I Kuan Tao

Statues of Budai form a central part of I Kuan Tao shrines, where he is usually referred to by the Sanskrit name Maitreya.According to I Kuan Tao, he represents many teachings, including contentment, generosity, wisdom and open kindheartedness. He is predicted to succeed Gautama Buddha as the next Buddha, and helps people realize the essence within, which connects with all beings.

Conflation with other religious figures

Angida Arhat

Angida was one of the original eighteen Arhats of Buddhism. According to legend, Angida was a talented Indian snake catcher whose aim was to catch venomous snakes to prevent them from biting passers-by. Angida would also remove the snake’s venomous fangs and release them. Due to his kindness, he was able to attain bodhi.

In Chinese art, Angida is sometimes portrayed as Budai, being rotund, laughing, and carrying a bag. In Nepali, he is also called hasne buddha (“laughing Buddha”).

Phra Sangkajai / Phra Sangkachai

In Thailand, Budai is sometimes confused with another similar monk widely respected in Thailand, Phra Sangkajai or Sangkachai (Thai: พระสังกัจจายน์). Phra Sangkajai, a Thai spelling of Mahakaccayanathera (Thai: มหากัจจายนเถระ), was a Buddhist Arhat (in Sanskrit) or Arahant (in Pali) during the time of the Lord Buddha. Lord Buddha praised Phra Sangkadchai for his excellence in explaining sophisticated dharma (or dhamma) in an easily and correctly understandable manner. Phra Sangkajai also composed the Madhupinadika Sutra.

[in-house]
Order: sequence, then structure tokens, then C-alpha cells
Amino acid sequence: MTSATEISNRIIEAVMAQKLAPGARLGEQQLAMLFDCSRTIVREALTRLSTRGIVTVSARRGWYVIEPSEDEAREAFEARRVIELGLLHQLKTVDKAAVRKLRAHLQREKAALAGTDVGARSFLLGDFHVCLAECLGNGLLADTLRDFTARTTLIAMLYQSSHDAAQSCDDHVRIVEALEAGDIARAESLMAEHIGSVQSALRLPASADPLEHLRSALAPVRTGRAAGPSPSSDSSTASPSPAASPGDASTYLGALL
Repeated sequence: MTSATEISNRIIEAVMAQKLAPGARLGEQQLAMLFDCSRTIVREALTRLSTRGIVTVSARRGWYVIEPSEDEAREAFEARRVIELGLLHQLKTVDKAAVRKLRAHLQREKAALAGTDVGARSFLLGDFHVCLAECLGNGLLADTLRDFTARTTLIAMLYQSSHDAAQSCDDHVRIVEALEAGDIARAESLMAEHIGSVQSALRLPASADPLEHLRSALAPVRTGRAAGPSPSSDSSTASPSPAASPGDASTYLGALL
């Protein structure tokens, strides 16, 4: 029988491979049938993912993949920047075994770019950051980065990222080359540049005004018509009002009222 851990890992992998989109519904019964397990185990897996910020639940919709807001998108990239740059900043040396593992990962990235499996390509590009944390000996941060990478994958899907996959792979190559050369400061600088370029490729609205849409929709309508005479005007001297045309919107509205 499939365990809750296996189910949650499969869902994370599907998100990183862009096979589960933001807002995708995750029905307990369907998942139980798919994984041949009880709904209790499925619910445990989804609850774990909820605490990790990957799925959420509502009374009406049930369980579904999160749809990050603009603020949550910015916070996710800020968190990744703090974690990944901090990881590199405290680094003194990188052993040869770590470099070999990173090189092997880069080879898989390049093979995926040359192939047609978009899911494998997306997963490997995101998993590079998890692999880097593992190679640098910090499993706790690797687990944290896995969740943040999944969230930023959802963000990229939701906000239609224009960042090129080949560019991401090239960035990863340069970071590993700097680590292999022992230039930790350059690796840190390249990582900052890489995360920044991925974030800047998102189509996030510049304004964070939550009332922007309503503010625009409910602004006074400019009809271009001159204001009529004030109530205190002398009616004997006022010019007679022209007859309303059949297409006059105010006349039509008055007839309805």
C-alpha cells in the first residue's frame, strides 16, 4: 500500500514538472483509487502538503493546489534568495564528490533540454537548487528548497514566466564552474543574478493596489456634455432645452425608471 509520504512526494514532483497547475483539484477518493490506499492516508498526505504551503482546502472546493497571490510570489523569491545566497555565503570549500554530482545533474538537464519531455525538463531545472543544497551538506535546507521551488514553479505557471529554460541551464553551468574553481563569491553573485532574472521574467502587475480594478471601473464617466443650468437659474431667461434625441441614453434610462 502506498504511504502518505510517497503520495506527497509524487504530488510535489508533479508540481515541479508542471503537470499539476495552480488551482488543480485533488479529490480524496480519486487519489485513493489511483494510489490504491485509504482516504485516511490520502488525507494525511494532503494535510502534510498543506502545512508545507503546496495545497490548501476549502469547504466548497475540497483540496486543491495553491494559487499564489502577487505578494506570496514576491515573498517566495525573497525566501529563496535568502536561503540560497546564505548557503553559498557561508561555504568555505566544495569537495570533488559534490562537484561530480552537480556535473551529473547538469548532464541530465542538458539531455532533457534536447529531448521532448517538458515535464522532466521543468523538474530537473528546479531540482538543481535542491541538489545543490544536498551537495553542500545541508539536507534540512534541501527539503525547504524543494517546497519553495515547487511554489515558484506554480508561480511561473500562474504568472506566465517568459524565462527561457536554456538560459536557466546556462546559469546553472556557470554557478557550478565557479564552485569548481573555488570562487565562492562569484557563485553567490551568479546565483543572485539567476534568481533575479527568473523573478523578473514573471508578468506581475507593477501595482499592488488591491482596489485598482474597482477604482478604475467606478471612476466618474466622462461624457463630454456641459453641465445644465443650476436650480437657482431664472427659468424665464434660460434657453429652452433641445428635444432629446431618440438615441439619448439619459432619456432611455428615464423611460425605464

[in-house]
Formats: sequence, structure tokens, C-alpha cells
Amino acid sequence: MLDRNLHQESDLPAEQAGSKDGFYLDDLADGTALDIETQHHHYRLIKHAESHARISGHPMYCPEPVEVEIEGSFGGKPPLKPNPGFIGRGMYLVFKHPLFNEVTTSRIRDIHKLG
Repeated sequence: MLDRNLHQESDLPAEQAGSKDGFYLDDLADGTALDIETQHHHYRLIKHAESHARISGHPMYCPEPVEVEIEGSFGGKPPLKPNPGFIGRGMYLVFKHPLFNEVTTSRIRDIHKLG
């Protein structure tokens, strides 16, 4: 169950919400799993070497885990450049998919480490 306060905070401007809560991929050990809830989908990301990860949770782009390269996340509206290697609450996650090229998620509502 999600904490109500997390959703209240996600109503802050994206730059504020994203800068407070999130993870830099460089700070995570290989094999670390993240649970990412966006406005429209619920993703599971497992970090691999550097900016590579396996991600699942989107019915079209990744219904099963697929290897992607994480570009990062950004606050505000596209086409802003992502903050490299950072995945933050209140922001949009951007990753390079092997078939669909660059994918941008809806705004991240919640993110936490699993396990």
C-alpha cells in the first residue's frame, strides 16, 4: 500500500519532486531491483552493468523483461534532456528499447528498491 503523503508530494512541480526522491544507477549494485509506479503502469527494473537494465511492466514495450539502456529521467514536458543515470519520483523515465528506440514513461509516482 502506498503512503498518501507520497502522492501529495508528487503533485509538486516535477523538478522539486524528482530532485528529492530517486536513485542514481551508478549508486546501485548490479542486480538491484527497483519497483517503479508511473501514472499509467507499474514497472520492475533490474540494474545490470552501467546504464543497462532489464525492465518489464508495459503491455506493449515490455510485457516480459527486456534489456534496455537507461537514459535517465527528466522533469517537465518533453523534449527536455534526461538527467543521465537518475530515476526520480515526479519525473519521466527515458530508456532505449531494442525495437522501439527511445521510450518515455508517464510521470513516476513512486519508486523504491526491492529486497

Gratuitous photo of not fat body for journalistic balance.

One tale relates that he was so handsome that once even a man wanted him for a wife. To avoid a similar situation, Phra Sangkadchai decided to transform himself into a fat monk. (That’s my excuse, and I’m sticking to it – Ed.)

Another tale says he was so attractive that angels and men often compared him with the Buddha. He considered this inappropriate, so disguised himself in an unpleasantly fat body. (Or that one. That’s a good one, too.)

Although both Budai and Phra Sangkajai may be found in both Thai and Chinese temples, Phra Sangkajai is found more often in Thai temples, and Budai in Chinese temples. Two points to distinguish them from one another are:

  1. Phra Sangkajai has a trace of hair on his head (looking similar to the Buddha’s) while Budai is clearly bald.
  2. Phra Sangkajai wears the robes in Theravadin Buddhist fashion with the robes folded across one shoulder, leaving the other uncovered. Budai wears the robes in Chinese style, covering both arms but leaving the front part of the upper body uncovered.